Knit a NO-COUNT cables chemo cap (It’s so soft!)

Here we are at the last post of the week with the wonderful new Truva by Universal Yarn.

It’s been wonderful using this cotton and cashmere blended yarn to create different knitting designs and see how versatile it is. The lace design I knitted for yesterday’s post exceeded my expectations!

Truva yarn in Chambray (top), Medallion (left), and Sandcastle (right)

Someone asked, or rather challenged me a while ago to create a project where they didn’t have to count the rows between the cables. When I started working with Truva by Universal Yarn in my first post, Knitting with the NEW TRUVA Universal Yarn is TRULY luxurious I decided to try this challenge out by knitting a chemo cap in the round. The heathery tones of Truva make a more subtle yarn, well suited to an all-over cable pattern.

Truva’s unusual blend of cotton and cashmere fibers makes it very soft, and the fact that it has little elasticity means it’ll be even more gentle on patients who have lost their hair due to chemo treatments. This is a great way to try out this new-to-me yarn and end up with something to donate to a worthy cause.

This cap is knitted from the top down in the round, so it will appeal to no-sew knitters.

I tested my no-count cable challenge on flat knitting, too, and have included a small swatch for that as well. This could be applied to an all-over textured sweater.

The flat swatch is worked in the color Medallion with size 6 [4mm] straight needles. The cables are the same as for the hat: 4 stitch cables, crossed behind to form a right twist. The pattern repeats every 15 stitches and every 6 rows. The cables step to the left on every pattern row. This stepping makes it possible to work the pattern without counting the rows between each twist.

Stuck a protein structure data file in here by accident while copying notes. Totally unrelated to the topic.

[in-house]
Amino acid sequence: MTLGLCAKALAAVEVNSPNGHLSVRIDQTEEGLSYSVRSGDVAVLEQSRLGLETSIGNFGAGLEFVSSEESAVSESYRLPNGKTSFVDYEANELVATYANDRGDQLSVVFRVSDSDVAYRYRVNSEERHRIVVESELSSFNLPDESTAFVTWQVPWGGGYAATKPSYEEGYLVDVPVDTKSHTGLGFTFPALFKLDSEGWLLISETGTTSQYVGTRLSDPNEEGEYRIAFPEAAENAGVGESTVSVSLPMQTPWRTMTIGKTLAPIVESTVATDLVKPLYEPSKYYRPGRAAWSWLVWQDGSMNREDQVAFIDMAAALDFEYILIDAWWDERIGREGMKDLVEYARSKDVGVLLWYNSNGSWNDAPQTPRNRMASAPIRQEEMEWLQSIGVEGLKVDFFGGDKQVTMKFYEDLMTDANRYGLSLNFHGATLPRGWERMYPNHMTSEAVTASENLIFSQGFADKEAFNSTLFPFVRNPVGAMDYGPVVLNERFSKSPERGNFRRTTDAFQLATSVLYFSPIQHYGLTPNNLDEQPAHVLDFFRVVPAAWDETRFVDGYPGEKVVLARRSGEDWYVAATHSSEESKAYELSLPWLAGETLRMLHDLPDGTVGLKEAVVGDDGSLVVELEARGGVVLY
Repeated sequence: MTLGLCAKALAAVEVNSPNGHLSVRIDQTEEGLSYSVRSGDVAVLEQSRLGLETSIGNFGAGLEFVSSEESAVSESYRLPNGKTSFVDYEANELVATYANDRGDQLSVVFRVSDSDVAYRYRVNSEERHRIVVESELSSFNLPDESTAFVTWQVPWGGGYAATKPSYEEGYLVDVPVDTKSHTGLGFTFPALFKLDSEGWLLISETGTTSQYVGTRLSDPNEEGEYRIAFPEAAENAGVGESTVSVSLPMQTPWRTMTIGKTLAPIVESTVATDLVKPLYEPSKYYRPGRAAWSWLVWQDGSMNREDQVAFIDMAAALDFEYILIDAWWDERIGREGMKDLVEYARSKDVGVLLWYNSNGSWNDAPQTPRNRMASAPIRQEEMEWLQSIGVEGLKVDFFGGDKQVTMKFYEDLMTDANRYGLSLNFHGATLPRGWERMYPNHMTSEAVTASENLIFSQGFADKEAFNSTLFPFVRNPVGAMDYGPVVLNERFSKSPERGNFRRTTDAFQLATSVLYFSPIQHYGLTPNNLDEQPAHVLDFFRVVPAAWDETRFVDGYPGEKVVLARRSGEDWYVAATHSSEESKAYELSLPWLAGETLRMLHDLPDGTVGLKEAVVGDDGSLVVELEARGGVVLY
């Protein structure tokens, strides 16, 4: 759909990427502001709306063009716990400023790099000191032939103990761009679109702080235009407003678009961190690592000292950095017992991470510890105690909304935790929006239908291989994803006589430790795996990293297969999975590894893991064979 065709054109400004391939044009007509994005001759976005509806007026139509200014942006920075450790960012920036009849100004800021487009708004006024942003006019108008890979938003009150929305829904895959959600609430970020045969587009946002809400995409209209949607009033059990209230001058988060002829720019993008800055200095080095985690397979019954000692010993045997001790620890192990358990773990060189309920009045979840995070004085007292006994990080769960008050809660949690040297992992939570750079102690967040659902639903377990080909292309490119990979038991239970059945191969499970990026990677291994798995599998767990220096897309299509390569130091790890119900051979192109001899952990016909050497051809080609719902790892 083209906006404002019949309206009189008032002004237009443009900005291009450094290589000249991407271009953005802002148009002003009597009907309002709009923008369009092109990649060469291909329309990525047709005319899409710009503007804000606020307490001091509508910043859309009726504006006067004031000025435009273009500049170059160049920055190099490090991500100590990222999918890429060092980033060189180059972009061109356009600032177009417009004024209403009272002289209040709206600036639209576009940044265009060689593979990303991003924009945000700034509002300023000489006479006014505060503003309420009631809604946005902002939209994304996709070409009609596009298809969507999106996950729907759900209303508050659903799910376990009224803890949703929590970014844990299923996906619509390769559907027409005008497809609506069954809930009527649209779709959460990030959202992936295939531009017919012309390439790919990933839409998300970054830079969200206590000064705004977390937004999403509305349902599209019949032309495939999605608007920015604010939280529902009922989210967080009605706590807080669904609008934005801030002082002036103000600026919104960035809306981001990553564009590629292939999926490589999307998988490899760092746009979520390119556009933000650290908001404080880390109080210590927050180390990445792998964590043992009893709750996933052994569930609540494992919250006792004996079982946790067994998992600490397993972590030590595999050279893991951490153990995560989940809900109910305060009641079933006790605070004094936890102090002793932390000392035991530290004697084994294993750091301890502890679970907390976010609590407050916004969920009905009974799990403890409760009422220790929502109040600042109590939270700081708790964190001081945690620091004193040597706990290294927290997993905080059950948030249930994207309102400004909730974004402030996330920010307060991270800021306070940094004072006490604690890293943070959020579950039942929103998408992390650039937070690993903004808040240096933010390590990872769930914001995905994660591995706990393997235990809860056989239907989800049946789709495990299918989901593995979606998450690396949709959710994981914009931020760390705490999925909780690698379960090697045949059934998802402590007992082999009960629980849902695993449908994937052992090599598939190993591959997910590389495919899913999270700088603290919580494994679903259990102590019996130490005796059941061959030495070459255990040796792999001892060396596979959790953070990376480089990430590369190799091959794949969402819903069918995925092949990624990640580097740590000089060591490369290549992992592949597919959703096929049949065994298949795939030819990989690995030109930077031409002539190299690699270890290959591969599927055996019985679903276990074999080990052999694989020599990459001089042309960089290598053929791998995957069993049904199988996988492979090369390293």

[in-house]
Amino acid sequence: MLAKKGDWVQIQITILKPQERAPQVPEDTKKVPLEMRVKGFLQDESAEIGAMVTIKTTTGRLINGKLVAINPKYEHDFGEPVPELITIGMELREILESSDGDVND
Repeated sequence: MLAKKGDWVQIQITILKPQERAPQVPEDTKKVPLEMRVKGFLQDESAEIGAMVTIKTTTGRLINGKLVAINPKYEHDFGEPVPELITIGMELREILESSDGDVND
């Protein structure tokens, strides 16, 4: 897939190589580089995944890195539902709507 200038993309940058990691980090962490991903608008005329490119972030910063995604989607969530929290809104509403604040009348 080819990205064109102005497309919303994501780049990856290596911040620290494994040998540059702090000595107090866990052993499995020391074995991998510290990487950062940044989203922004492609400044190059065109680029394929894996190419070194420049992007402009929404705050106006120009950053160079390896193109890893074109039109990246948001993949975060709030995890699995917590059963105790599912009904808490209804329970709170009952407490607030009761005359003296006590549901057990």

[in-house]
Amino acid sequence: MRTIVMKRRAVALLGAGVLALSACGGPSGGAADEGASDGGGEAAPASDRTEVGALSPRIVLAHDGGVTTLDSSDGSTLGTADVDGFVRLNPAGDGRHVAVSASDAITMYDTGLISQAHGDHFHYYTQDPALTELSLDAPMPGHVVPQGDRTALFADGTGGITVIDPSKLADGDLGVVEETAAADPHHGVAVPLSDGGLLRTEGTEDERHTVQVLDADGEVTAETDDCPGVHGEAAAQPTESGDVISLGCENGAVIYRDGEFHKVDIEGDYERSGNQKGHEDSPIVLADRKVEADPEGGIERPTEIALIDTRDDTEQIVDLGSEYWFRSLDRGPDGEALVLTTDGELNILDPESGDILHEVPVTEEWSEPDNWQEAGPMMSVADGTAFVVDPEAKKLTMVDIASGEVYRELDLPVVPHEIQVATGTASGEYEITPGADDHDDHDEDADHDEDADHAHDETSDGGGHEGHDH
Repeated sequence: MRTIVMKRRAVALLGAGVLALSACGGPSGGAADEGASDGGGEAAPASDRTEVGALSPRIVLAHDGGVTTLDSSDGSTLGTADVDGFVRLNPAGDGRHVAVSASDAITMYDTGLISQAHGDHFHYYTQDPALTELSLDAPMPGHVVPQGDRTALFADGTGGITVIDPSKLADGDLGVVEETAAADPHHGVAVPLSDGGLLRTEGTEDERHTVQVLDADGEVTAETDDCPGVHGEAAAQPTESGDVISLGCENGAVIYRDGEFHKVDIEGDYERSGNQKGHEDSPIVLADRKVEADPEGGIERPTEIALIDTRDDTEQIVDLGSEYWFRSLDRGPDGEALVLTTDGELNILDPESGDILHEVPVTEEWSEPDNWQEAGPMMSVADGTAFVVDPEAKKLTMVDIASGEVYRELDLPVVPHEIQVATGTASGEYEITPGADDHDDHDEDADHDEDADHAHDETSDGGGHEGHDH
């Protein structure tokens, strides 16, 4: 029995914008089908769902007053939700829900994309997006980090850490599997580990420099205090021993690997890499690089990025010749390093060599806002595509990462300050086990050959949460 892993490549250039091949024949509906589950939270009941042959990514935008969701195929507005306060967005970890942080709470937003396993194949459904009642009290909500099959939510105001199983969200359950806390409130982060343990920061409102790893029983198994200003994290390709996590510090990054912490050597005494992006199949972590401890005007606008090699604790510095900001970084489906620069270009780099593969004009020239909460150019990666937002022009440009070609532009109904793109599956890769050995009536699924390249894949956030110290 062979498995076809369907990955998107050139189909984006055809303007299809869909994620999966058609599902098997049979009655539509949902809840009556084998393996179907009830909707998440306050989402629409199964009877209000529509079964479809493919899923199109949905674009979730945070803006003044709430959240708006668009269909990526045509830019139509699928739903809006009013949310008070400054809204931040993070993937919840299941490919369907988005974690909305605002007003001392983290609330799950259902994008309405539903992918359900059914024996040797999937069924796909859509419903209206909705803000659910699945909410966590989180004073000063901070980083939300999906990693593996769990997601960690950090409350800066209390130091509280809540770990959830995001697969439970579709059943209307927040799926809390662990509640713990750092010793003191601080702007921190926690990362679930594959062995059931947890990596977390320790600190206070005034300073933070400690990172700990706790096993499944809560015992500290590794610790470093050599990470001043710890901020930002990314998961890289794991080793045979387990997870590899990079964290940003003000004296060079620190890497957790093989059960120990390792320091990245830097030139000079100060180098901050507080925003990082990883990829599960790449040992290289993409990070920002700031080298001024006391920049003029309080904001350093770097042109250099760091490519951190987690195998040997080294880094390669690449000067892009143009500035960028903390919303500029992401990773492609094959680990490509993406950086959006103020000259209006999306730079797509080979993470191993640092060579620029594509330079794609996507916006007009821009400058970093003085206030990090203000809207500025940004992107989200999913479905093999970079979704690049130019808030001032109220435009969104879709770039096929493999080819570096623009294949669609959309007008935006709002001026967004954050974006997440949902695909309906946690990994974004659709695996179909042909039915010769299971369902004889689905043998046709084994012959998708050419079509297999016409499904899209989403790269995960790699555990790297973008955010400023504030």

My tension on this piece measured 28 sts to 4” over the cable pattern.

Cast on 49 sts.

Bottom border

Row 1: *k1, p1; rep from * to last st, k1.

Repeat Row 1 8 more times.

Set up Row: (k1, p1) 3 times, k1, *p3, in next st work p1, k1; rep from * to last 6 sts, (p1, k1) 3 times (58 sts).

Row 2: (k1, p1) 3 times, *p1, c4b, (p1, k4) twice; rep from * twice, p1, (p1, k1) 3 times.

Row 3: (k1, p1) 3 times, k1, *p4, k1; rep from * to last 6 sts, (p1, k1) 3 times.

Row 4: (k1, p1) 3 times, *p1, k4, p1, c4b, p1, k4; rep from * to last 7 sts, p1, (p1, k1) 3 times.

Row 5: as Row 3.

Row 6: (k1, p1) 3 times, *(p1, k4) twice, p1, c4b; rep from * to last 7 sts, p1, (p1, k1) 3 times.

Row 7: As Row 3.

Repeat Rows 2 through 7 for desired length.

Top border

Decrease row: (k1, p1) 4 times, *k2tog, p1, k1, p1; rep from * 8 times more, (p1, k1) 4 times (49 sts).

Work Row 1 9 times. Cast off all sts, weave in ends.

Once the first repeat is complete, the knitter can ‘read’ the pattern. When the third cable twists nearest to the needle, the next right side row cables twist on the first cable, and so on.

As I work these cables, I can feel the twist from the cable worked on the second last row (or round). I use this as a tactile cue that the next four knit stitches will need the cable needle.

The entire center panel of this sample, shown below, (after the first repeat of cables) was done while I socialized at a knitting gathering – no rows were counted! To block this sample, I pinned it out slightly on my wool pressing pad, gave it several shots of steam from my steam iron, then left it to dry.

No-count cable swatch

The hat pattern has two options for the brim. On the gray one, I carried the cables down into the bottom band, incorporating them into the ribbing until the third cable of the repeat was complete. On the mandarin hat, I changed to larger needles twice and carried the cable pattern to the bottom edge of the hat to make the cables flare out and form the brim. To give the cast-off an extra bit of structure, I added a second strand of yarn and worked the cast off with two strands and the largest needles.

The effect is subtle, but the cables continue twisting into the first few rows of the ribbed brim. This cap weighs exactly 48 grams, so it’s a squeaker for using up a full ball of yarn.

In the interest of full disclosure, for the cloche brim, I needed about 10 yards of yarn from a second ball, so 3 balls of Truva make two chemo caps.

This no-count cable challenge was very successful. I knitted one entire cloche hat while binge-watching an Italian drama series with English subtitles. And I had to read those subtitles because my Italian isn’t that good!

No-count Cable Chemo Cap

materials